I am a sucker for the beach. But I love mountains too. I am one of those really whimsical people who just can’t decide if they want a house by the sea or up in the mountains. And I have always wondered if there is a place on earth that has both together. That was until I visited The Great Ocean Road. People, this place is ALL THAT. It is a huge stretch of the bluest ocean with powder sand beach RIGHT NEXT THE MOUNTAINS. And not just some average mountains. These are rolling green mountains with lush valleys snuggled within. I am not joking I promise. The ocean is dotted with cliffs and creeks. And the mountains have these valleys with rolling pastures and guess what? Rainforests! Yes! And these rainforests are the real thing, with foliage so thick and the green so green your eyes hurt. And air so fresh and pure, you feel each molecule you take in is vacuuming your lungs and making you five days younger. And between this ocean and these mountains runs the Great Ocean Road. I swear I am not exaggerating. You still don’t believe me. If you did, you would leave everything you are doing at the moment and apply for your Australian visa and head to this place to see it for yourself. Please you cannot leave this planet without having seen so compelling a patch of earth.
Along the way there are many viewing points, where you can just stop and stare at the ocean and take a few snaps. I have pictures and videos, but honestly no photography can do justice to this place. There are touristy attractions all the way like the Twelve Apostles (twelve tall, jagged rocks in the ocean near the coast) and Gibsons Steps, a rainforest treks, parks, surfing schools, some petting zoos, thick eucalyptus vegetation for wild koala spotting; but the Road itself so full of wonder it doesn’t need these embellishments. Just the drive itself is that amazing.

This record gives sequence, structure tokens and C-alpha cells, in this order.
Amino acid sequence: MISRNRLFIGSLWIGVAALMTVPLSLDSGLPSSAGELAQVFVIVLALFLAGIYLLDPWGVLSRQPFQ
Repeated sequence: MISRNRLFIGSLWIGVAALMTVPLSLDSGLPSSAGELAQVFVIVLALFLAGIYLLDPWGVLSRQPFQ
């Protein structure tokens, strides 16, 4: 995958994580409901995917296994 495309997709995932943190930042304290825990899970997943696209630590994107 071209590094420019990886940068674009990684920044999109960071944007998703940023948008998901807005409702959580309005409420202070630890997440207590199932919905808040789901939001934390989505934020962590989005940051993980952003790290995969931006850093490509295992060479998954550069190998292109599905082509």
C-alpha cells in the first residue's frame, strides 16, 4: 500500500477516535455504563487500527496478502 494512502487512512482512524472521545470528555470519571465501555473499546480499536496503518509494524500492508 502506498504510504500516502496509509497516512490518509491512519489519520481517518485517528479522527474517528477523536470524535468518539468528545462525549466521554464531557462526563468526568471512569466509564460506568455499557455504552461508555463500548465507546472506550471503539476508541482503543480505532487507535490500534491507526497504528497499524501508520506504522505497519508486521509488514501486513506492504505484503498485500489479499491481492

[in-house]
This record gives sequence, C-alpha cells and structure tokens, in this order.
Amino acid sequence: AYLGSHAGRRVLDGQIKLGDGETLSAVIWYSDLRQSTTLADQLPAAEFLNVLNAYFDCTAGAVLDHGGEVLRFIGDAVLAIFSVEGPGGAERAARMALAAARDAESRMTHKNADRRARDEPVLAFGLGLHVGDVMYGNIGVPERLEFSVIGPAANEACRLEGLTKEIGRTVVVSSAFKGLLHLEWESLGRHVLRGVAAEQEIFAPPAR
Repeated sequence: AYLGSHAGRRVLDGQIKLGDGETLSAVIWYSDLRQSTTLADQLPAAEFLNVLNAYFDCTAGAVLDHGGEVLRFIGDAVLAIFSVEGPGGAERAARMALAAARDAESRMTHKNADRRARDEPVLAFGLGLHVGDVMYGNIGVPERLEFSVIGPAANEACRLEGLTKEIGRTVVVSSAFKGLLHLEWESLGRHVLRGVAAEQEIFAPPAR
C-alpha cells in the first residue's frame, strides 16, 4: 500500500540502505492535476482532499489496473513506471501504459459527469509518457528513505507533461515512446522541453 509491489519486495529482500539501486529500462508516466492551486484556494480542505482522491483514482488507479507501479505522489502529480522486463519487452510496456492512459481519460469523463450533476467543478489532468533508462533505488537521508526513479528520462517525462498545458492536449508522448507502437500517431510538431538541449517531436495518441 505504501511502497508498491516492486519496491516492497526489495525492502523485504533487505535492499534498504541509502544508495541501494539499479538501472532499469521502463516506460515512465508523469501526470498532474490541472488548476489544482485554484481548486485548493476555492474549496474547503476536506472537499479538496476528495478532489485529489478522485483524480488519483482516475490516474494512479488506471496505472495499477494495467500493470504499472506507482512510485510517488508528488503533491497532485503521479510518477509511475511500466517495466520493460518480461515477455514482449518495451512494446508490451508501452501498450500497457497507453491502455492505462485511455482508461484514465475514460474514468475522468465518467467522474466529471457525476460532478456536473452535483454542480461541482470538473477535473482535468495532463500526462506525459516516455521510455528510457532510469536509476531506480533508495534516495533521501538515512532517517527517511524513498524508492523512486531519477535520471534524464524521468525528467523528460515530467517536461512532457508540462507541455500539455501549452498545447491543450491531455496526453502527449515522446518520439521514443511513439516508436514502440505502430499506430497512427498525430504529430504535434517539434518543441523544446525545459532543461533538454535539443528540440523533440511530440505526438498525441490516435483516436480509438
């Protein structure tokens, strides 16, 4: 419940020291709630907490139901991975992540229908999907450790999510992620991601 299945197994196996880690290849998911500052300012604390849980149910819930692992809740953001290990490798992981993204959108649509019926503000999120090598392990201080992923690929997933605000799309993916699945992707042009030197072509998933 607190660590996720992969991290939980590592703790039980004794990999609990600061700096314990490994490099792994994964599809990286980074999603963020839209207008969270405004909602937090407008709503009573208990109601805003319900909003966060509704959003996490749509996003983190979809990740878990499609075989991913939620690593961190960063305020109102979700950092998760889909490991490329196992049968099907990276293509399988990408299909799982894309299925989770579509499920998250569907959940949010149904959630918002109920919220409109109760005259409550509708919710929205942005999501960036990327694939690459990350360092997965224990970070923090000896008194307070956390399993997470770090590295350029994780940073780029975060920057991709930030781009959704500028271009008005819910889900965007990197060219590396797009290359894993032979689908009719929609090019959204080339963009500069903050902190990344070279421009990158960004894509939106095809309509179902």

We drove from Melbourne to Lorne (stopped here for lunch) on the first day of the year, before heading to Apollo Bay. (Please take some anti-emetic, the road is very winding and the toddler threw up, sorry for that detail). There was literally no vacancy anywhere and we were especially glad we had made booking online beforehand. We stayed at Sea View Motel & Apartments. It was ok, not too toddler-friendly though. They made it obvious they didn’t like it when he was loud. Good thing about this place was it was walking distance from the happening town centre, and despite having rented a car we chose to walk to it most days. (Highly recommended Italian place, Casalingo, although a bit pricey for us. Another place: Dooley’s ice cream which we had about 5 million times in four days). Along the Road, we visited a petting zoo one day, and did a rainforest trek the next. Guys, there were massive redwood trees in the trek. It was all so pretty I felt I was dreaming. There were ferns and all kinds of natural creepers. We could manage only a half hour trek with the toddler, but please these are wonderful places to see. Literally the stuff of movies. The furthest we went on the Great Ocean road was Port Campbell.
Also, we stopped for pictures at many points on The Great Ocean Road, to and fro. Each time I was so particularly unwilling to leave the viewing point, I had to literally force my soul to get back in the car. At one of these points there was an observatory at the edge of the cliff (maybe Gibson’s steps I can’t recall exactly). The wind was especially crazy and quite chilly. We instantly put on something warm (including the husband who detests warm clothing no matter the weather). I remember standing there looking at the ocean, the wind making a whirlpool of my hair, and with freezing fingers taking pictures. Don’t know if you agree, but there are some specific instances, some special moments of a vacation that are rooted in your memory for good. They are inerasable. THIS moment was it. I looked at the beautiful sea stretching into the misty horizon, and I remember feeling so grateful to be there. I remember muttering to myself – ‘It’s so good to be ALIVE’.